The system seemed simple: Share the health benefits of birth spacing and modern contraceptives with Nigerians and help connect those who are interested with local health clinics providing IUDs, birth control pills and other family planning methods.
What the leaders of the Johns Hopkins Center for Communication Programs’ Nigeria Urban Reproductive Health Initiative (NURHI 2) didn’t anticipate was that health clinics would rebuff so many of the women they sent for contraception. In order to get providers to actually provide family planning services, CCP knew it had to change its approach.
“We thought just creating demand and training service providers would be enough, but it wasn’t,” says CCP’s Rael Odengo, the Baltimore-based program officer for NURHI. “We were telling people they could come for any service, that the contraceptive methods had very few side effects, but the providers were turning clients away.
“Unmarried people who want family planning, you’re turned away. Newly married couples, you’re turned away. You have only one baby, you’re turned away. This wasn’t how it was supposed to work.”
The NURHI team determined that it was the deeply ingrained cultural and religious beliefs of the service providers themselves that appeared to be standing in the way of a successful family planning program – even though the providers had been trained by NURHI to offer these services to all comers. These biases, feelings that certain women shouldn’t be eligible for contraception, were interfering with their work. For example, many Nigerians believe newly married couples should have children right away, or that people with small families should have bigger ones, or that women need the written consent of their husbands to receive contraception.
“They were not adhering to our protocols but were instead allowing their perceptions and beliefs to determine who was eligible for certain contraceptive methods and who was not,” says Saratu Olabode-Ojo, a senior technical advisor for NURHI 2.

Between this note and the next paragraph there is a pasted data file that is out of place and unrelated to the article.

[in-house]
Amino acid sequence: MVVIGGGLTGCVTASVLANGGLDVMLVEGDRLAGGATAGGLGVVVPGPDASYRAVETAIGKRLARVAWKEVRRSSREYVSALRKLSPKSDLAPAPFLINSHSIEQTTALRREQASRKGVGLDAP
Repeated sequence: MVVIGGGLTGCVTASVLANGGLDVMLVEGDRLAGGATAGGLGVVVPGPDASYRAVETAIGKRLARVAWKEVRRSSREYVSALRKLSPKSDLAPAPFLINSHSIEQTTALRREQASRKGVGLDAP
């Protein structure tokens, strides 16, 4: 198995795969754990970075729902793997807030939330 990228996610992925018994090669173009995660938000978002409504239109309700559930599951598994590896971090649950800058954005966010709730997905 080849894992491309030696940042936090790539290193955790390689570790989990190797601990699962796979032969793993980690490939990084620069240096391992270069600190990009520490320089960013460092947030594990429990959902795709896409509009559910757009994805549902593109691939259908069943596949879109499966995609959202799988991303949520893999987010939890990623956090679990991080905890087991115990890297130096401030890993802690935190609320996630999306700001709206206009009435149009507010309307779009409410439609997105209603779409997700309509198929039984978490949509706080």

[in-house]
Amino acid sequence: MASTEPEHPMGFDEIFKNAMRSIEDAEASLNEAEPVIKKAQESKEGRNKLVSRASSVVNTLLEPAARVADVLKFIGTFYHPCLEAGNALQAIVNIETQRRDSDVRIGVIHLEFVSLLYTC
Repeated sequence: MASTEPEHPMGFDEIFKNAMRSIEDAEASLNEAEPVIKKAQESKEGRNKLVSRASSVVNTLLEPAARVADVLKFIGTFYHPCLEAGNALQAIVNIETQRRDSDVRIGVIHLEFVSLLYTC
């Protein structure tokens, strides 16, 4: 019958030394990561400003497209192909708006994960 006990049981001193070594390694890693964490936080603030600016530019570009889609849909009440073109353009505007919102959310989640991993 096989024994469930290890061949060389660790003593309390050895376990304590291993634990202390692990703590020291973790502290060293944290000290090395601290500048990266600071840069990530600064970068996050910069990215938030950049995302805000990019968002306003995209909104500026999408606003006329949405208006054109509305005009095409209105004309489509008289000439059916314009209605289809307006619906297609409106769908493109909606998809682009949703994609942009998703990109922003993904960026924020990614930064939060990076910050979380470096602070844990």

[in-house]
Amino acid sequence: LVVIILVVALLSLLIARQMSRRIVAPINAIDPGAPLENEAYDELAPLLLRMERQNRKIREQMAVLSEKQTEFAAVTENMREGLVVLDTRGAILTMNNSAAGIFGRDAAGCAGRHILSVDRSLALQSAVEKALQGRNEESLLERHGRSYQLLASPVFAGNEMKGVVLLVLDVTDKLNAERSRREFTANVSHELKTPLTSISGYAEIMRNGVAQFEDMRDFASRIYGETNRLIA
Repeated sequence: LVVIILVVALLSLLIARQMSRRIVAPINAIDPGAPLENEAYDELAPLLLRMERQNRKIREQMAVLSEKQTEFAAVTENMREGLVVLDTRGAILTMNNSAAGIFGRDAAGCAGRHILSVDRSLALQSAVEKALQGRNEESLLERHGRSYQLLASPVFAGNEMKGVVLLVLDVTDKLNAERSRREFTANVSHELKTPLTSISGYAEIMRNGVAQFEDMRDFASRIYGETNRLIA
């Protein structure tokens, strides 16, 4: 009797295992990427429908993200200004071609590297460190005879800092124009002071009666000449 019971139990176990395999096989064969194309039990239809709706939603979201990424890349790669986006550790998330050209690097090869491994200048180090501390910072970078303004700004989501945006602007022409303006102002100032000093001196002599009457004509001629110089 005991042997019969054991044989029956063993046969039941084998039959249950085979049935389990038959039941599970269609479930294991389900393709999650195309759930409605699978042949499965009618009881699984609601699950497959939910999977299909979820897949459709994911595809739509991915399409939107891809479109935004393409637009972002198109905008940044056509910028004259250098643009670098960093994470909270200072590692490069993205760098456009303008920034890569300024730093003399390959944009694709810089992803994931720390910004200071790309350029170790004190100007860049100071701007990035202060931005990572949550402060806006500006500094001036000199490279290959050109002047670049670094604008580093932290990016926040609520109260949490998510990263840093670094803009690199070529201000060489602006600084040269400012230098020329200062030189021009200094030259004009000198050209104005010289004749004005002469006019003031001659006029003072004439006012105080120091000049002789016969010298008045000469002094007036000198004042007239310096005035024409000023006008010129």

To get to the bottom of this issue, the NURHI team engaged in human-centered design workshops. By bringing in clients and providers to sessions where they just listened to one another to better understand what was standing in the way, the workshops gave the service providers the opportunity to identify their own problems and then develop solutions to this sticky issue. NURHI is a comprehensive Bill and Melinda Gates Foundation-funded program designed to eliminate supply and demand barriers to contraceptive use and make family planning a social norm in Nigeria.
“I will only provide condoms not other methods to young unmarried girls,” one provider said during a session. “Why? It can be given to prevent pregnancy and [sexually transmitted infections]. I will provide other methods to couples with one or more children. Why? Because if she could not conceive later, I will be blamed for giving her drugs that prevents her from conceiving.”
In the meantime, providers have received new intensive training that asks them to put themselves in the shoes of clients who want to prevent pregnancy and to help them understand that it is their job to help them obtain modern contraception regardless of their personal beliefs. Olabode-Ojo says this helps some providers understand that allowing all types of women who want contraception “is not wrong.” This has helped facilitate better dialogue between providers and their clients, she says.
Some of these providers are also leading community conversations with men and women to discuss many facets of family planning.
“The biggest challenge we had was communication,” Odengo says. She admits that there’s still a long way to go. Many women still fear having conversations about family planning with their own spouses while many providers still believe that spouses need to consent. “We are trying to change the mentality,” she says.
The approach seems to be working. In a nation where low use of family planning has long been a seemingly intractable problem, visits to NURHI clinics in Kaduna, Oyo and Lagos are up significantly between year one and year two of the program, with visits nearly doubling in Kaduna and nearly tripling in Oyo. While not all of it is due to addressing provider bias, Olabode-Ojo and her colleagues believe it is playing a significant role.
“Things are really, really starting to change,” she says.